Remember, these techniques can be combined with SEO best practices—but we aren’t interested in keyword stuffing and search engines here. We’re interested in engaging readers.
Buy this bottle of water.
“Buy this bottle of water because it’s the last one on Earth.”
Which line is more powerful?
Scarcity works in marketing because it drives people to act. Same principle in writing. Tension makes people read on to resolve the tension.
Fitness industry example:
“John literally threw out all his ‘fat pants’ yesterday in a fit of rage.”
That one has a lot going on. You want to know why John threw his pants out, why he called them “fat pants” in the first place. Why yesterday? You might even seize on the word “fat,” which is a quote from John but a politically charged term nonetheless.
Tension motivates people to resolve it, and you can use it to motivate people to keep reading.
How, Why and What: All the Cool Kids Are Asking
As of this writing in November 2019, headlines with these three words are very popular.
In 1945, you would have seen something like this: “World War 2 Finally Over.”
Had that battle ended today, you’d see something like this: “The Number 1 Reason Why You Don’t Have to Kill People Anymore—and What to Do With Your Spare Time.”
Lines like this are designed to pique curiosity and motivate people to click. And you can use the same principle in the first line of a business blog.
Restaurant example (two for one): “How many times do we need to tell you why we don’t allow people to use cutlery on all-you-can-eat rib night?”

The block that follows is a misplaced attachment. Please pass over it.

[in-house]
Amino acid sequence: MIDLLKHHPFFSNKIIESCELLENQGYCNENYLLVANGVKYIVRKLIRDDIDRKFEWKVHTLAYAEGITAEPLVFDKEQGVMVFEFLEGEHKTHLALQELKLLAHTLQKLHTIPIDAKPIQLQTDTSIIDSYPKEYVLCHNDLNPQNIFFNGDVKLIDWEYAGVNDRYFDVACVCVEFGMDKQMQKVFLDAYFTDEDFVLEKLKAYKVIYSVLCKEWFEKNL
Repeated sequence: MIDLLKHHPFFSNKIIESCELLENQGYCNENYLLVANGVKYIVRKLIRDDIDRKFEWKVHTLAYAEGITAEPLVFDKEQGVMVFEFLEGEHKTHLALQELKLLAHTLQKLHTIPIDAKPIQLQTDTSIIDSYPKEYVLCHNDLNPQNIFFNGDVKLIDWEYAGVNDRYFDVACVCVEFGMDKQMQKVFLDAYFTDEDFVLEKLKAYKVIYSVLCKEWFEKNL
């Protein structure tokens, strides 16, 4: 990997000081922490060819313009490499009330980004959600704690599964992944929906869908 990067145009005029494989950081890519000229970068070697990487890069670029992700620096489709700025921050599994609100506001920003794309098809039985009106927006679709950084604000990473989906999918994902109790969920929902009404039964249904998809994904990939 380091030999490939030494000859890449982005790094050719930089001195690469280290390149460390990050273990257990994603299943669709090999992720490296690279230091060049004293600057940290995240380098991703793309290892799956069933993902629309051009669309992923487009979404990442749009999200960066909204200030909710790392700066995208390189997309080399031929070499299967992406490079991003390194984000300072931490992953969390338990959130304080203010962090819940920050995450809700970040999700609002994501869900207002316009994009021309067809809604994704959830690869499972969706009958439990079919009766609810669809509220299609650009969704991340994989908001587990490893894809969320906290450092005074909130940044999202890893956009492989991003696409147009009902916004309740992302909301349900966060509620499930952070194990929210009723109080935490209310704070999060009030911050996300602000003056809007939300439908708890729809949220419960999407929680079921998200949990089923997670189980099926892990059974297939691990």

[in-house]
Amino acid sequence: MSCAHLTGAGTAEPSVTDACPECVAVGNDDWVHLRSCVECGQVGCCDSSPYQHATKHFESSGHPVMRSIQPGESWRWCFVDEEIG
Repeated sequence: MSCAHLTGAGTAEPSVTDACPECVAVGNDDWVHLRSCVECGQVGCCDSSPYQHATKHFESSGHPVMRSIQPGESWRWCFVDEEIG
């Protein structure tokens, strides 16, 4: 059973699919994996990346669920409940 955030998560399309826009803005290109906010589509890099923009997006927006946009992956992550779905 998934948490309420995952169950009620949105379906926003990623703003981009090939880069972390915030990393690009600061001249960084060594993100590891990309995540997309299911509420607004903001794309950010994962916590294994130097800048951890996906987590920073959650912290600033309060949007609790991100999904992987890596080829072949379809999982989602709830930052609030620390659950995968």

Airline example: “We won’t tell you where to travel, but we can tell you what will happen if you choose another airline.”
How, why and what are big deals right now, and you can use them in a first line to make people read on for the answers.
Tell Me a Story
People have loved stories since the first campfire thousands of years ago.
And now the Storybrand concept is motivating business owners to create clear stories in which their clients are the heroes.
All that’s well and good, but Storybrand can only tell you that you need to create a story and stay on topic. It’s not going to suddenly make you a great storyteller for the same reason that only one of 10 people around the campfire can tell a story anyone wants to hear.
Storytelling is an art that can be boiled down into this: Something cool happened—but I’m not going to tell you everything right away.